South Florida Sun Sentinel from Fort Lauderdale, Florida on October 25, 2005 · 6
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South Florida Sun Sentinel from Fort Lauderdale, Florida · 6

Fort Lauderdale, Florida
Issue Date:
Tuesday, October 25, 2005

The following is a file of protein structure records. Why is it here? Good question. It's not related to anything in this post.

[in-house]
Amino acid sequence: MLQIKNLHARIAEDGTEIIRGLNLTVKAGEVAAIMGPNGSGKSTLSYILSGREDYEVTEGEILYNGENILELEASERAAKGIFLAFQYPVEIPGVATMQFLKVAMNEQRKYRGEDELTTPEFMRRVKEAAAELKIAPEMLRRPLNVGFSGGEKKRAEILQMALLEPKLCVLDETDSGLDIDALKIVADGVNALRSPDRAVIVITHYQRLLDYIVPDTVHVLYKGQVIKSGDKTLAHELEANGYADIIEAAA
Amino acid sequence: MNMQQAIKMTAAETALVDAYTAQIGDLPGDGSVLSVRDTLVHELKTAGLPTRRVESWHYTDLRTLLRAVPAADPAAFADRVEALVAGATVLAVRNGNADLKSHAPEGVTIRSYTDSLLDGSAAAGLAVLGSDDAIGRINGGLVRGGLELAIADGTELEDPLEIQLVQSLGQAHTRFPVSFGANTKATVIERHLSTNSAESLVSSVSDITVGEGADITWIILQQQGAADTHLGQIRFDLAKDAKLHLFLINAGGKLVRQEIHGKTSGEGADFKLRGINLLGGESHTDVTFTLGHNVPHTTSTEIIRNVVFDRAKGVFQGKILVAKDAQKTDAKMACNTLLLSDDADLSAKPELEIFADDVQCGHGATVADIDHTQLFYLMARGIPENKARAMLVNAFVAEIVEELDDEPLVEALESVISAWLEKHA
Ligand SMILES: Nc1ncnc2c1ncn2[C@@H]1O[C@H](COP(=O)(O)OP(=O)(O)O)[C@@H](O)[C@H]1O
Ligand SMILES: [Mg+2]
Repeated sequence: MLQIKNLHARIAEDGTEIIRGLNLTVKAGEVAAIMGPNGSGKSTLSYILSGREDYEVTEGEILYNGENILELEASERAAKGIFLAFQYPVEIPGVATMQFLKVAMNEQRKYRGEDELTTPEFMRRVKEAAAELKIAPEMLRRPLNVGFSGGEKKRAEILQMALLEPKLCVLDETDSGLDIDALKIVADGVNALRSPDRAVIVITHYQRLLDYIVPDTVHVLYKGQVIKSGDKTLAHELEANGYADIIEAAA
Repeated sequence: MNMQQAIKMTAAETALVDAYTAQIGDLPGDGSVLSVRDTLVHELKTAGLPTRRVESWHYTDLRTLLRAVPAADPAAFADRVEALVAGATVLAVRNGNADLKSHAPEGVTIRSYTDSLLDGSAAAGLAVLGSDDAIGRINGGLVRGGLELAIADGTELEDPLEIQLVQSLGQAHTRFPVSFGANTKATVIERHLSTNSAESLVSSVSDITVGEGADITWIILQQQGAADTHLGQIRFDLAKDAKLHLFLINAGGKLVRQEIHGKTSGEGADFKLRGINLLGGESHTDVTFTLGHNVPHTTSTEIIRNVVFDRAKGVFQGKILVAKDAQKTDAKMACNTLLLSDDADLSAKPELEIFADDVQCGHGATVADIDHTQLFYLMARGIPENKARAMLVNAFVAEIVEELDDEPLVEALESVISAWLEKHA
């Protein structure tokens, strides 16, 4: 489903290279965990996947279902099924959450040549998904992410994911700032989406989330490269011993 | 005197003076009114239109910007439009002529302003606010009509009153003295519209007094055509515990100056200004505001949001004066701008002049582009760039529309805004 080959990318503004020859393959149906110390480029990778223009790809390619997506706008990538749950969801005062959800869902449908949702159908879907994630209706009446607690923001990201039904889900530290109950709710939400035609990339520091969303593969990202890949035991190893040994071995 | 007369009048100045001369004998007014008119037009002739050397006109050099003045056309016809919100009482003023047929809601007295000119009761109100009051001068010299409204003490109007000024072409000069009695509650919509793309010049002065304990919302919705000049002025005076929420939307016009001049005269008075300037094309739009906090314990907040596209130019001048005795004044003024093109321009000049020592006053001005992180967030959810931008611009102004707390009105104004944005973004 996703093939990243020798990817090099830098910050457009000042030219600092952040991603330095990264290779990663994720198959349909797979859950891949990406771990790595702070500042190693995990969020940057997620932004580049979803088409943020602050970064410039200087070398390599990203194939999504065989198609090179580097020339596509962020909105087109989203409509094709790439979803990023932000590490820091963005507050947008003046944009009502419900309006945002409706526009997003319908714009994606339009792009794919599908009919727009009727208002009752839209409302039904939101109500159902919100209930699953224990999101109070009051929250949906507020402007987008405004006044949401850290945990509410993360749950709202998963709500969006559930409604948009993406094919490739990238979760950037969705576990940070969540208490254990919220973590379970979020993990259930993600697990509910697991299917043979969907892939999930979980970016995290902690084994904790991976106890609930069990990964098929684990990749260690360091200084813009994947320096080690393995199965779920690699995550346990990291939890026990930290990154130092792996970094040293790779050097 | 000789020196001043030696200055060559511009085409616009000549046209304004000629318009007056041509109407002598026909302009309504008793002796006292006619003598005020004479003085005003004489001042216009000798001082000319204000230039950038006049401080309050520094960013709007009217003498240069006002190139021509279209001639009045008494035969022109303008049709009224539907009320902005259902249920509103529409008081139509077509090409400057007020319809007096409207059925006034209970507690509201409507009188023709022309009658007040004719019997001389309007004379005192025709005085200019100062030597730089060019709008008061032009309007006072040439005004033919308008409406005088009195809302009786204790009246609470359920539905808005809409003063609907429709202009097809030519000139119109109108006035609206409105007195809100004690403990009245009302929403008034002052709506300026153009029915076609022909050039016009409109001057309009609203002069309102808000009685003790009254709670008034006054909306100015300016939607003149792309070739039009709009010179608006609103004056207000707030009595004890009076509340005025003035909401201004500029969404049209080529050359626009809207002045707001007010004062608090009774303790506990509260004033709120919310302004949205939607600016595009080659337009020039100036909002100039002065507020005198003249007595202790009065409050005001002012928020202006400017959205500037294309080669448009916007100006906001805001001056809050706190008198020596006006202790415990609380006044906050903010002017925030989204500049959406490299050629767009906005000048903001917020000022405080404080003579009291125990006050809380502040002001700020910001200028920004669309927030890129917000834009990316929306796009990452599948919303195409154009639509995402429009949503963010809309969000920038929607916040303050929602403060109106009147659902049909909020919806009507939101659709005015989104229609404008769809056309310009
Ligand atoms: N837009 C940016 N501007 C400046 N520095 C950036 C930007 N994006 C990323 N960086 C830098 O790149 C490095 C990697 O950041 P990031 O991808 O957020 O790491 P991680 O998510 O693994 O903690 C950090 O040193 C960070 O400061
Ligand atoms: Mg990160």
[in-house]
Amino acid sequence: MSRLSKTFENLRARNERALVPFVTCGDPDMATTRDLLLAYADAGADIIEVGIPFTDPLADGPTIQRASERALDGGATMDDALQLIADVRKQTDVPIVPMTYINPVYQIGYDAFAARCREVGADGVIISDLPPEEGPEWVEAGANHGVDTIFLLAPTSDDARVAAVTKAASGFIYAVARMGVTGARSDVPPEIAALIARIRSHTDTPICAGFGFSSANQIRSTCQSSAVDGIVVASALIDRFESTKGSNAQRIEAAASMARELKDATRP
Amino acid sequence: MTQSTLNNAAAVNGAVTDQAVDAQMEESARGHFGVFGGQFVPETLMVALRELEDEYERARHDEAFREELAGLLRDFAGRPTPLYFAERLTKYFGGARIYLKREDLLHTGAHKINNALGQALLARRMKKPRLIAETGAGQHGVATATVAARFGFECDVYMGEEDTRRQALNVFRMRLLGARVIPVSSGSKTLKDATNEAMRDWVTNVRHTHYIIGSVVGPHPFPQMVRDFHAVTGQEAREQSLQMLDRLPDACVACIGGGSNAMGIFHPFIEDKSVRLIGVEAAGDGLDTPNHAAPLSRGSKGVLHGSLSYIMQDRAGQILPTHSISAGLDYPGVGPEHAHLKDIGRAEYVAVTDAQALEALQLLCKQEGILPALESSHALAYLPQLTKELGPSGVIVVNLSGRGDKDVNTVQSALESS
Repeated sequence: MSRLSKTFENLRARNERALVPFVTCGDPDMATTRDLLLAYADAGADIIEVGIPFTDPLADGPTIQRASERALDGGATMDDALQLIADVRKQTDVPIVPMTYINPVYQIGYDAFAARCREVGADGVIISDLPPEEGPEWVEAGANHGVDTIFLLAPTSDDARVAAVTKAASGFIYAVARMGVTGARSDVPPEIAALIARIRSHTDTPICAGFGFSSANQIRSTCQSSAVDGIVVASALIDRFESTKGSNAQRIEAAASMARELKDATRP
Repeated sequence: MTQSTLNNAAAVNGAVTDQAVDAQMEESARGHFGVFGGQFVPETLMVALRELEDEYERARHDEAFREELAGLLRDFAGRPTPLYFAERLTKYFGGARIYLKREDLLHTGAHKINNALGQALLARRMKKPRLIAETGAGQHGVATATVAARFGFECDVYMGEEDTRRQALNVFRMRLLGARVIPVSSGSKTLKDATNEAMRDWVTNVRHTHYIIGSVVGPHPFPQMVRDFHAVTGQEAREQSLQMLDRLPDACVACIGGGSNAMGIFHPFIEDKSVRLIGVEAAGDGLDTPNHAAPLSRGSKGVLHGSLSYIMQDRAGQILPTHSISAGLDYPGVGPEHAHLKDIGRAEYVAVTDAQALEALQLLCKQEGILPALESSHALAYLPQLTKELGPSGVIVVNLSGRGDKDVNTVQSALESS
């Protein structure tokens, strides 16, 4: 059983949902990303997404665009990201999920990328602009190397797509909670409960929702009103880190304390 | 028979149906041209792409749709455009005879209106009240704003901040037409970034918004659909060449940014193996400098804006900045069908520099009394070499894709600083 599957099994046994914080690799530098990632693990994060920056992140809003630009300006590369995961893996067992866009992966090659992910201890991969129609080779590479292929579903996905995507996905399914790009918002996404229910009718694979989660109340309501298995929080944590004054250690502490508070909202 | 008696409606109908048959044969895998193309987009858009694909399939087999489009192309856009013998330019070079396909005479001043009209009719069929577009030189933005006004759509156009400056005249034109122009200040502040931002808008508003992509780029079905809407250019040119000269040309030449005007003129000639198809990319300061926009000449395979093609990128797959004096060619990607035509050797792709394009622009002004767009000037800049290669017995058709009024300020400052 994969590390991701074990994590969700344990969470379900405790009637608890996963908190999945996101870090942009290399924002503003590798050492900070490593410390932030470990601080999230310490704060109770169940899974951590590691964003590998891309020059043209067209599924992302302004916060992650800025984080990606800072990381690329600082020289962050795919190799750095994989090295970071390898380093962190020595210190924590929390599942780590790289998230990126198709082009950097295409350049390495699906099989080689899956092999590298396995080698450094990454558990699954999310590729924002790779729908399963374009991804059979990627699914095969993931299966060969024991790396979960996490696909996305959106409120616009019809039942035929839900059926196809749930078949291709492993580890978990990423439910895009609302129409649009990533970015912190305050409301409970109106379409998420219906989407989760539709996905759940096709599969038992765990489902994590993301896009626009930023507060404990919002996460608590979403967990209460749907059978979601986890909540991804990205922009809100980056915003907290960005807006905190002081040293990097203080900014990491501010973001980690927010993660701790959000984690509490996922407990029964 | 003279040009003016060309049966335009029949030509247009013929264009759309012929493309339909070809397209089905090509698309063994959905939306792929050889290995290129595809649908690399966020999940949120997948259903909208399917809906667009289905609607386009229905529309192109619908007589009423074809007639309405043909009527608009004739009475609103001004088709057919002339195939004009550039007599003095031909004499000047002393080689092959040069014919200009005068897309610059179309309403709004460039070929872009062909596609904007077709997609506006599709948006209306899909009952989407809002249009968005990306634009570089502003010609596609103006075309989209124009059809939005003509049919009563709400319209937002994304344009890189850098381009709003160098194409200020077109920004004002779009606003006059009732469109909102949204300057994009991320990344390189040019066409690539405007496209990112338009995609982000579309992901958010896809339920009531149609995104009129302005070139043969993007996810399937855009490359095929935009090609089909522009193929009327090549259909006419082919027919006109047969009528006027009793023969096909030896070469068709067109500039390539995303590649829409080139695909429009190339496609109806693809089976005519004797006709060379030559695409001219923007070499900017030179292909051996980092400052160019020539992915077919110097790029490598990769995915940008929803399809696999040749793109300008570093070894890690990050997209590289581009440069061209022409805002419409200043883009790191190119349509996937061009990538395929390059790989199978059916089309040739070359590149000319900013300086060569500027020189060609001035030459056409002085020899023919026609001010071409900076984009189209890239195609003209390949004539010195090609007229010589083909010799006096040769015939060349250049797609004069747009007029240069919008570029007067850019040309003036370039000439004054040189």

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PALM BEACH Sun-Sentinel o com Get The Latest Breaking News JLJ oca south Florida. Sun - Sentinel Tuesday October 25, 200s Section B UPDATES: The latest news BLOG: Insights on Wilma's aftermath from across Florida and around the Web IMAGES: Photo galleries from your neighborhood and all of South Florida L Florida 11 closings 2 Obituaries 11 Weather 12 PPL to take b to 4 weeks' 98 of customers in South Florida without power By Joseph Mann and doreen hemlock BUSINESS WRITERS With electricity out for a record 3.2 million of its customers, Florida Power & Light Co. expects to take "up to four weeks" to restore service to 3.2 million customers homes, apartments and businesses hit by the brief but violent fury of Hurricane Wilma on Monday. The utility that serves 35 counties plans to offer a more precise estimate today on when it expects to resume service "to the very last customer" without power. And it aims to provide a county-by-county breakdown perhaps Wednesday and sub-county estimates later in the week, executives said in a conference call late Monday. Most outages were concentrated in South Florida, with about 98 percent of all subscribers or 2.5 million customers in the tri-county area without service late Monday. Those affected included more than 862,800 customers in Broward, 657,600 in Palm Beach and 956,500 in Miami-Dade counties. "We ask for patience as we work around the clock marshaling as many resources as we can," said Geisha Williams, vice president for distribution. FPL also asked customers not to call the company to report outages, tying up phone lines. If there appears to be an emergency, such as a downed line that seems to pose an imminent danger, call 91 1 or 800-468-8243. ELECTRIC! IY TIPS To stay safe until power is fully restored, the company offered these tips: Don't walk in standing water because there could be an energized power line underneath the surface. Turn off and unplug home appliances to avoid possible electricity surges or even fires when power returns. Those using backup power generators should check instructions for proper use and make sure that exhausts don't enter into homes. Wilma knocked out power to more FPL clients than "any single event" in the company's history, president Armando Olivera said. FPL has 4.3 million subscribers in 35 counties in the state, so Wilma left almost three-quarters of its customers in the dark. "It had a wider footprint than expected and cut a wide swath through the most populous areas of South Florida," said FPL spokesman Tim Pagel. Initial assessments of FPL facilities point to "significant infrastructure damage," especially to transmission lines and substations that carry electricity to neighborhoods. No power plants were seriously damaged, he added. FPL said it already had more than 5, 100 people including employees, contract workers and out-of-state crews in place Monday starting restoration work, the largest crew ever in place before a storm. More repair tree-trimmers and line repair staff are POWER CONTINUES ON 2B cy ABOVE GROUND: FPL worker Donald Jessie repairs a power line at South Seacrest Boulevard and Southeast 22nd Avenue in Boynton Beach. Staff photoNicholas R. Von Staden i - '1 -H i 1 .s ! x : h ' i v I A 'VV""' I r " w V', '"V. '3 ; 7 1 a."" 1' t ' 1 I '!' ' ' '-- i niMii72?iWiiii ''"'if r-- ' - " " From the top down WRATHFUL WEATHER: Katie Bielecky, 39, of West Palm Beach, takes stock of the damage to her Florida room after Hifrricane Wilma tore through on Monday. Staff photo CarlineJean - V WILMA SHATTERS S. FLORIDA DENIAL We waited for Hurricane Wilma when we had no more patience. Prepared for it when we had no more resolve. And finally, hunkered down when we had no more time. And all we had to show for the effort was an area 80 miles long and as wide as Florida full of downed trees, damaged cars and broken traffic lights. And then there was the nagging realization that we've been in this same exact powerless place before. And probably will be again. Nobody ever wants a hurricane. But we really, really, really didn't want this one. Not after Dennis. And Katrina. And Rita. All hurricanes that have teased, toyed or smacked Florida this year. On top of Charley, Frances, Ivan and Jeanne last year. It's enough to push Hayley Farmer to the bottle. At 2 months, Hayley has already been through two hurricanes. "She came home the day before Katrina," Sabrina Farmer said of the daughter .1 RALPH DE LA CRUZ COMMENTARY i she cradled in her arms while surveying her Fort Lauderdale neighborhood after the storm. "She lived the first week of her life without air conditioning," Farmer added. "And she was fine with it. Having been in the womb, she was used to being warm." Hayley better get comfortable again with her inner warmth because officials are warning it may take several weeks before 2.5 million FPL clients get electricity back on in Palm Beach, Broward and Miami-Dade counties. That number far surpassed the 550,000 customers left in the dark after Katrina. The combination of having DE U CRUZ CONTINUES ON 10B ii. 12 dties urged to boil water County's system still safe so far ByNeilSantaniello STAFF WRITER A dozen Palm Beach County cities had boil-water'orders in effect Monday, warning residents their drinking water could be contaminated, courtesy of Hurricane Wilma. The water danger stemmed somewhat from South Florida's love for leafi-ness. The upheaval of countless neighborhood trees in Wilma's roughly 100 mph winds ripped up and damaged scores of water mains entwined in their roots. That littered the county with pipe breaks, lowering water pressure and raising the risk of water contamination, county officials said. Pumps needed to push water through lines may also have failed to kick in after power outages, causing weak streams. Water pressure below 20 pounds per square inch can allow contaminants to intrude into lines. When that happens, health regulations require that residents be told to boil their water for three minutes to make it safe for consumption. Without disinfection, "You cannot ingest it in any way," said Debra West, a county Water Utilities Department employee at the county Emergency Operations Center. More boil-water orders are possible once post-storm water plant assessments are done, Assistant County Administrator Vince Bonvento said. Compromised water can be disinfected and made drinkable by boiling it for three minutes, or by adding eight drops of unscented WATER CONTINUES ON 7B County has many needs to meet, repairs to make BYJOSHHAFENBRACK STAFF WRITER Palm Beach County wakes up today to the grim post-storm task of providing basic necessities for thousands, mending smashed buildings and debris-clogged roads, and repairing structural damage to water lines and streetlights. Scrubbing clean the path of misery hacked by Hurricane Wilma promises to be a lengthy, budget-draining undertaking, although experts said it will take days to get an accurate read on the scope of the damage. County officials this morning are geared to open four distribution centers for food, ice and water, with more expected to follow, as crews tabulate the damage amid a mosaic of ruined homes, felled trees and unmoored street fixtures. "It's ugly out there," said Commission Chairman TonyMasilotti. The county has hired a private company, Cheney Brothers, to provide ready-made meals. The company has food V ready to be shipped to assist-ed-living and health-care facilities and the Red Cross, said company spokeswoman KinnaDenowitz. A catering company affiliated with Cheney Brothers provided more than 10,000 meals a day in Katrina-rav-aged Mississippi, Denowitz said. "They'll probably do the same down here," she said. Downed traffic signals have made roads throughout the county treacherous obstacle courses. Virtually all the signals are not operating, said County Administrator Bob Weisman. To that end, the county imposed a curfew at 7 p.m. Monday, with the decision on whether to extend it coming today. The speed of the road cleanup has ramifications for the school system, said Superintendent Art Johnson. Without power and clear streets, it's not practical or safe to begin classes again, he said. GOVERNMENT CONTINUES ON 10B